A threat to courage itself

was only a matter of time before the compensation culture arrived in social

writing was on the wall when every minor infringement of personal rights or
institutional duties began its almost inevitable journey through the US courts during
the 1980s.

years later, refined and improved by the US experience, the weapon of
litigation is available to be turned against every incautious social services
department, every manager brave enough to take a bold but, in the view of the
courts, ultimately misguided decision.

doubts that there should be some form of redress for the victims of poor social
work. Social work is no more immune to the kind of ignorance or negligence
which can have such devastating consequences for clients than any other
profession. But court cases and huge pay-outs, such as we have seen in recent
cases involving Bedfordshire and Newham Councils, are not the answer. Nor are
they the answer where former children in care sue a council following a
residential child care scandal, as has happened in North Wales, Leicestershire
and Staffordshire.

practice cannot flourish in the shadow of the compensation culture. Social care
workers deal with people and outcomes can never be predicted with complete
confidence where people are concerned. If there is the possibility of
punishment in the courts, the instinct will always be to play safe. Courageous,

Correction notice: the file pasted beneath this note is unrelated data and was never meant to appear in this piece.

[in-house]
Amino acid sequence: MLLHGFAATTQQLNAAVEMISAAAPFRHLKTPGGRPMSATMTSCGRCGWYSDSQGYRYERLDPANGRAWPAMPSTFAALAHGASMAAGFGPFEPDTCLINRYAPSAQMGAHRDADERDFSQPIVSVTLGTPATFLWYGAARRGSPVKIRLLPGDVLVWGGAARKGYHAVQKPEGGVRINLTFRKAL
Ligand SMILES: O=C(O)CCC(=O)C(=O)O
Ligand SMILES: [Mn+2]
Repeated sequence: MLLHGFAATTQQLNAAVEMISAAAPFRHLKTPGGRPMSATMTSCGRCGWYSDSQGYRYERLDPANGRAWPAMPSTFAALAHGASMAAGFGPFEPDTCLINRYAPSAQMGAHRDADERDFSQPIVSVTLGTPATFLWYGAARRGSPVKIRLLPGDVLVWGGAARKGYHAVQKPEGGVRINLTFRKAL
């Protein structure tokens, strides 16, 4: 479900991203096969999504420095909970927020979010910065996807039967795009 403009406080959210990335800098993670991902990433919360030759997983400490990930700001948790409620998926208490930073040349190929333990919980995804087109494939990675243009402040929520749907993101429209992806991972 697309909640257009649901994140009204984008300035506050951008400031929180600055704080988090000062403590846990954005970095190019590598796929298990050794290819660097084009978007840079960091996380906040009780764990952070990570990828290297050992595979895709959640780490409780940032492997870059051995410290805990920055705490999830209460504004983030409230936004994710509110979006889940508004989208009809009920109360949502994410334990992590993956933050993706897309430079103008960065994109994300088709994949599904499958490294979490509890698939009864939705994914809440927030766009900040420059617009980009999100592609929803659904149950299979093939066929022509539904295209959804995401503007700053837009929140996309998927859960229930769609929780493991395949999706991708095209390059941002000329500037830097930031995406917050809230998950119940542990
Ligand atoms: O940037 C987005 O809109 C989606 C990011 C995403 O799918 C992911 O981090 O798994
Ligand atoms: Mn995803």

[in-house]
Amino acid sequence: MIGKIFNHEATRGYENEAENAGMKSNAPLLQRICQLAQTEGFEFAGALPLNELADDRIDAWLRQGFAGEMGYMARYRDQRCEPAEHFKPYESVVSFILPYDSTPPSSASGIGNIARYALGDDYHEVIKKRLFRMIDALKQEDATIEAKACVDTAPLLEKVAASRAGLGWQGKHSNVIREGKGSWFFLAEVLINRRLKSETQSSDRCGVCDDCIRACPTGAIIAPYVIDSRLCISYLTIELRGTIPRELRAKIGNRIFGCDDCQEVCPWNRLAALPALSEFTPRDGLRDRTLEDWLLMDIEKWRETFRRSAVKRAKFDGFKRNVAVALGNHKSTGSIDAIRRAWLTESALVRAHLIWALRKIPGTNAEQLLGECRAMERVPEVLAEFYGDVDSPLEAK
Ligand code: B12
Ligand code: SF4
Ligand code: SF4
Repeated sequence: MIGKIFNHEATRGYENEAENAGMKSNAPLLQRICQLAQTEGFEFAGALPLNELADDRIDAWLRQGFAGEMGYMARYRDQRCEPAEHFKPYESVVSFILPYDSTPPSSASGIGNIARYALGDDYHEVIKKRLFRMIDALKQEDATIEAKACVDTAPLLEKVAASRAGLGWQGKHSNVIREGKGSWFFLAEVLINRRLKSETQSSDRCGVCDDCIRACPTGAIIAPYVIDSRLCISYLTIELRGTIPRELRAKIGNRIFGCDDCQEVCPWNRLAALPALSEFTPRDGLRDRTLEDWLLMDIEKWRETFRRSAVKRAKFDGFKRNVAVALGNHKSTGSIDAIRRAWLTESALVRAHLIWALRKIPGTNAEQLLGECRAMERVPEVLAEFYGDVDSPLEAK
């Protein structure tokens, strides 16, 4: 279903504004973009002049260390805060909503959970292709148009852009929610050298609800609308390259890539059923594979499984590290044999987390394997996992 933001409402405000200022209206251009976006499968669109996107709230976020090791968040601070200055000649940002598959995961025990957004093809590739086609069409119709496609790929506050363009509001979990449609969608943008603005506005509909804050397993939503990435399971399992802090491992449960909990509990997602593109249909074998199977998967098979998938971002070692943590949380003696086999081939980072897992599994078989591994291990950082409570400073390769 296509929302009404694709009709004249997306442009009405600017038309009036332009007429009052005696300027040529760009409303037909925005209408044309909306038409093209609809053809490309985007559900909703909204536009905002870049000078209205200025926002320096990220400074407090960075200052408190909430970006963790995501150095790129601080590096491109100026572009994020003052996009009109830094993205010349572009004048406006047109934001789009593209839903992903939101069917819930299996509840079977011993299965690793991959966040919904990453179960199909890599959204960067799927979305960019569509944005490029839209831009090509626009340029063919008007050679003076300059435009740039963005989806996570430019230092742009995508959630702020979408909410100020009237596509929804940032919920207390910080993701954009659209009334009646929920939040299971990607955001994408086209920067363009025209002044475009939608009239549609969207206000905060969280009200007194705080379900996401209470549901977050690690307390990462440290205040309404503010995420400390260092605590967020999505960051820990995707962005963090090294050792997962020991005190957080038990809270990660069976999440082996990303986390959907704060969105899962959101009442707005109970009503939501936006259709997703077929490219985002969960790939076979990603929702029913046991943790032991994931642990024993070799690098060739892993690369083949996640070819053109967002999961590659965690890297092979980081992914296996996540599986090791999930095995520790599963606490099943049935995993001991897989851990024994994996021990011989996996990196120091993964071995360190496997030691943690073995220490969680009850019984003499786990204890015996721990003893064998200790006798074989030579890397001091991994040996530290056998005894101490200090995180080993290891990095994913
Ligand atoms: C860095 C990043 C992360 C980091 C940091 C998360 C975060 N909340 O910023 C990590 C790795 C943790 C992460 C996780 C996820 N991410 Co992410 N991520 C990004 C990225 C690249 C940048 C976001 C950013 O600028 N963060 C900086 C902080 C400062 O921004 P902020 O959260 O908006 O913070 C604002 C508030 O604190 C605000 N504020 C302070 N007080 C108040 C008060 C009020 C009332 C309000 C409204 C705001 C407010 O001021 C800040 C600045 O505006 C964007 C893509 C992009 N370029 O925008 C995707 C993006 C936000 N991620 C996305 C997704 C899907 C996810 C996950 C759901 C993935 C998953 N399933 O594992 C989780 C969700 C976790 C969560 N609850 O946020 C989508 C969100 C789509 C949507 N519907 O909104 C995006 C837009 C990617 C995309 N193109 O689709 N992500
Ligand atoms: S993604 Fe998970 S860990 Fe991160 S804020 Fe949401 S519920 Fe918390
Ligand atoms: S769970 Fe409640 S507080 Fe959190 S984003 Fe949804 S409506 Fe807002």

imaginative decisions, justified in the light of the evidence but whose
outcomes fall short of certainty, will be a thing of the past.

doubt whether we will follow the example of the trigger-happy US, even with the
European Court of Human Rights to egg us on. But the temptation is there and,
for some social workers and their employers, that will be a threat too far.

Just pay more

Council’s proposal to introduce performance-related pay for social workers is
understandable. It is a local authority with severe problems as shown by the
government’s use of special measures to monitor it.

has an acute recruitment problem not helped by the inability to pay inner
London weighting to staff because it falls outside of the boundary. Ways have
to be found of retaining and attracting staff. The council’s new loyalty
bonuses will certainly help.

performance-related pay will not. Social work is not about weights and
measures. It cannot be easily assessed, and it would be dangerous to judge
professionals on appraisals when personal opinions and favouritism could easily
influence the outcome.

work is a complex profession with much depending on the personality of the
individual. It cannot be fitted into neat categories, or be analysed by crude
performance indicators. Performance-related pay could also prove divisive,
setting colleagues against each other.

may be old fashioned, but wouldn’t better pay and conditions be a more
effective solution?

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